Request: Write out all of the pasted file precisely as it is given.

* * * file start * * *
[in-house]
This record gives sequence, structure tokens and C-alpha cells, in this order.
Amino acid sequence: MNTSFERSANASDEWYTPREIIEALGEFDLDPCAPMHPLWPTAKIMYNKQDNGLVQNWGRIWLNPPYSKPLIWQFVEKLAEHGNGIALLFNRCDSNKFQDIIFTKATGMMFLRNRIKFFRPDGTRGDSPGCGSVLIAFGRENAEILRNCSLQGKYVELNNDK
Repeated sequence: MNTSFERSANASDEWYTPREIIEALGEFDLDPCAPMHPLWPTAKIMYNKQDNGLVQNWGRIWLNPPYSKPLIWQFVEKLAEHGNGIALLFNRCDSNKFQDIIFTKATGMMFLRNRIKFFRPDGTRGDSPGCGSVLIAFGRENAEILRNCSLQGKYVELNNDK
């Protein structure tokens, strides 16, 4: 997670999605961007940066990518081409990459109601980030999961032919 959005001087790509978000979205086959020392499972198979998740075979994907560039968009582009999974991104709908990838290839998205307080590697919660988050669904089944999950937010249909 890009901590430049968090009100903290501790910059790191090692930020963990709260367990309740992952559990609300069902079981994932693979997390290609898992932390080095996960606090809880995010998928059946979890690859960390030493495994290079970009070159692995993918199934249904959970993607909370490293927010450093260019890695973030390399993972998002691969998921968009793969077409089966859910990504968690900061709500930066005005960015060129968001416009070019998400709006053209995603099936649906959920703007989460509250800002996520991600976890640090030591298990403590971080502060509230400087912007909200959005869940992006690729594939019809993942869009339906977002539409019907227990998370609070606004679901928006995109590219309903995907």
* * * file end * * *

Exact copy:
[in-house]
This record gives sequence, structure tokens and C-alpha cells, in this order.
Amino acid sequence: MNTSFERSANASDEWYTPREIIEALGEFDLDPCAPMHPLWPTAKIMYNKQDNGLVQNWGRIWLNPPYSKPLIWQFVEKLAEHGNGIALLFNRCDSNKFQDIIFTKATGMMFLRNRIKFFRPDGTRGDSPGCGSVLIAFGRENAEILRNCSLQGKYVELNNDK
Repeated sequence: MNTSFERSANASDEWYTPREIIEALGEFDLDPCAPMHPLWPTAKIMYNKQDNGLVQNWGRIWLNPPYSKPLIWQFVEKLAEHGNGIALLFNRCDSNKFQDIIFTKATGMMFLRNRIKFFRPDGTRGDSPGCGSVLIAFGRENAEILRNCSLQGKYVELNNDK
């Protein structure tokens, strides 16, 4: 997670999605961007940066990518081409990459109601980030999961032919 959005001087790509978000979205086959020392499972198979998740075979994907560039968009582009999974991104709908990838290839998205307080590697919660988050669904089944999950937010249909 890009901590430049968090009100903290501790910059790191090692930020963990709260367990309740992952559990609300069902079981994932693979997390290609898992932390080095996960606090809880995010998928059946979890690859960390030493495994290079970009070159692995993918199934249904959970993607909370490293927010450093260019890695973030390399993972998002691969998921968009793969077409089966859910990504968690900061709500930066005005960015060129968001416009070019998400709006053209995603099936649906959920703007989460509250800002996520991600976890640090030591298990403590971080502060509230400087912007909200959005869940992006690729594939019809993942869009339906977002539409019907227990998370609070606004679901928006995109590219309903995907």